Feng later clarified that the phones are structurally intact, however they are currently inoperable.
After spending hours in a car with two men, Ai was driven to the outskirts of Jinan and released early Tuesday. He said that the men scanned and downloaded all of his electronic devices before letting him go. [Source]
On August 3, Sun, an 84-year-old retired economics and physics professor who has spoken out against government policies in the past, had been conducting a live interview with VOA from his home when police entered his house and forced him off the air. As police took him away, he was recorded saying, “I am entitled to freedom of speech.” VOA was then unable to contact him for several days and his whereabouts were unknown. Emma Graham-Harrison reported at the time for The Guardian:
The octogenarian, a retired physics and economics professor, lives in the eastern city of Jinan. He has been a rights activist and thorn in the government’s side for decades, most recently penning an open letter criticising President Xi Jinping.
Xi has fostered a cult of personality and this year set himself up to remain in power indefinitely after scrapping presidential term limits.
Sun was speaking by telephone to a Chinese language programme on Voice of America television, detailing his concerns about government investment in Africa, when the group of security officials apparently broke into his apartment.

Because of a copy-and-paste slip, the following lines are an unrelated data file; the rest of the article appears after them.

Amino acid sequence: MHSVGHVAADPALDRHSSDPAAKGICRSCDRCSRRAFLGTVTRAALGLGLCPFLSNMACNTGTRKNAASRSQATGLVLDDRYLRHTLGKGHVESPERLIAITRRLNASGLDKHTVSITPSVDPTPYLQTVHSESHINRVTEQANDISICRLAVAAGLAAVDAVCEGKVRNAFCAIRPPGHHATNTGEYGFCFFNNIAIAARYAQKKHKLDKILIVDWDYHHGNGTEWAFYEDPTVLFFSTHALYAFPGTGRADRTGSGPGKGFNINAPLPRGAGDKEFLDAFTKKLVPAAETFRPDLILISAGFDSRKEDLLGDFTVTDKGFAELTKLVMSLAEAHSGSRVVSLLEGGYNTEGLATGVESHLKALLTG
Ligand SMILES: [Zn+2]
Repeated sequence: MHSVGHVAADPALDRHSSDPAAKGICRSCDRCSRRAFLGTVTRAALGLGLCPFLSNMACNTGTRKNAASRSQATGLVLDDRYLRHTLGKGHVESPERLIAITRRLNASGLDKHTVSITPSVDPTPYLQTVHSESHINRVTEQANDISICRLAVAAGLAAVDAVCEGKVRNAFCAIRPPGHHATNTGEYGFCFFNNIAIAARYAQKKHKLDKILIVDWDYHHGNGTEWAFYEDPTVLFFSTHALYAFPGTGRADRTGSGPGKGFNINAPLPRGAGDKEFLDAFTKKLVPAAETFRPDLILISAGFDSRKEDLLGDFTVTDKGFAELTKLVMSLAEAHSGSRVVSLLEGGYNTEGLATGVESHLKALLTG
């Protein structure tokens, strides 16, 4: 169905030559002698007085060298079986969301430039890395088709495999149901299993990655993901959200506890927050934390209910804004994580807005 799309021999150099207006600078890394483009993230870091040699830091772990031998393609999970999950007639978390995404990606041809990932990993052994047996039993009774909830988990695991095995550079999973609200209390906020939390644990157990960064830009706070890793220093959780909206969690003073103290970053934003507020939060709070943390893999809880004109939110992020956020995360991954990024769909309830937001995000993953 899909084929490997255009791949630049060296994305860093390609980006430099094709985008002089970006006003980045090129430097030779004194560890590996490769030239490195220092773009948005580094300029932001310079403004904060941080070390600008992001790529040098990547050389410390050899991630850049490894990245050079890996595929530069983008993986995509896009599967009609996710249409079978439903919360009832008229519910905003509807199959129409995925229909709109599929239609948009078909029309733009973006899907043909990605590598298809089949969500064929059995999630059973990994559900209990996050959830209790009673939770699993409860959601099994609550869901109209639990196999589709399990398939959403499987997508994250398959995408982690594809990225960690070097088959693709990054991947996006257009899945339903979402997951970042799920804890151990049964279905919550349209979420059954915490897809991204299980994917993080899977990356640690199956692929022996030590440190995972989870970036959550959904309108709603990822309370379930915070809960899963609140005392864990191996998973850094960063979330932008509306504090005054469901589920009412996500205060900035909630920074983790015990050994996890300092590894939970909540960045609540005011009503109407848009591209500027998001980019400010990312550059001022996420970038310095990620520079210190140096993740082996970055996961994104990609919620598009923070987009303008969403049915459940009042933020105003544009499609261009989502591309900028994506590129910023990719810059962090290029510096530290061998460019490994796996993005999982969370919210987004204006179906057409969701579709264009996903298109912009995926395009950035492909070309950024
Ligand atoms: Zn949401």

During the interview posted by Voice of America, Sun breaks away from the discussion to say: “Here they come again, the police are here to interrupt again,” adding that between six and eight people had entered his home. [Source]
Chinese police broke into the home of Wenguang Sun, a retired professor who is critical of China's human rights record as he was expressing his opinions on a Voice of America (VOA) Mandarin TV show. https://t.co/3TNNgfT3n8 pic.twitter.com/S1J65p4TvY
— The Voice of America (@VOANews) August 2, 2018
Sun had been an initial signatory of Charter 08, the document calling for human rights and political reform in China, and had been publicly critical of government policies including its treatment of the Dalai Lama and of legal activist Chen Guangcheng. In 2009, Sun was beaten by police at a cemetery to pay his respects to Zhao Ziyang, the former General Secretary of the Communist Party who was placed under house arrest in 1989 after expressing support for student protesters. In the recent VOA interview, Sun had been criticizing Chinese involvement in Africa. Sun is one of many dissidents who have been repeatedly denied a Chinese passport.
#China Professor Sun Wenguang has a spine of steel–from commemorating #Tiananmen to signing Charter '08. An inspiration to many. A Chinese Activist Was Challenging Xi on Live TV. The Police Came to Stop Him. https://t.co/exbXqB2QMX @hrw @hrw_chinese
— Sophie Richardson (@SophieHRW) August 3, 2018
Sun’s critique of Xi’s policies comes as the president is reportedly facing rare domestic rebuke from Party insiders and members of the intellectual class.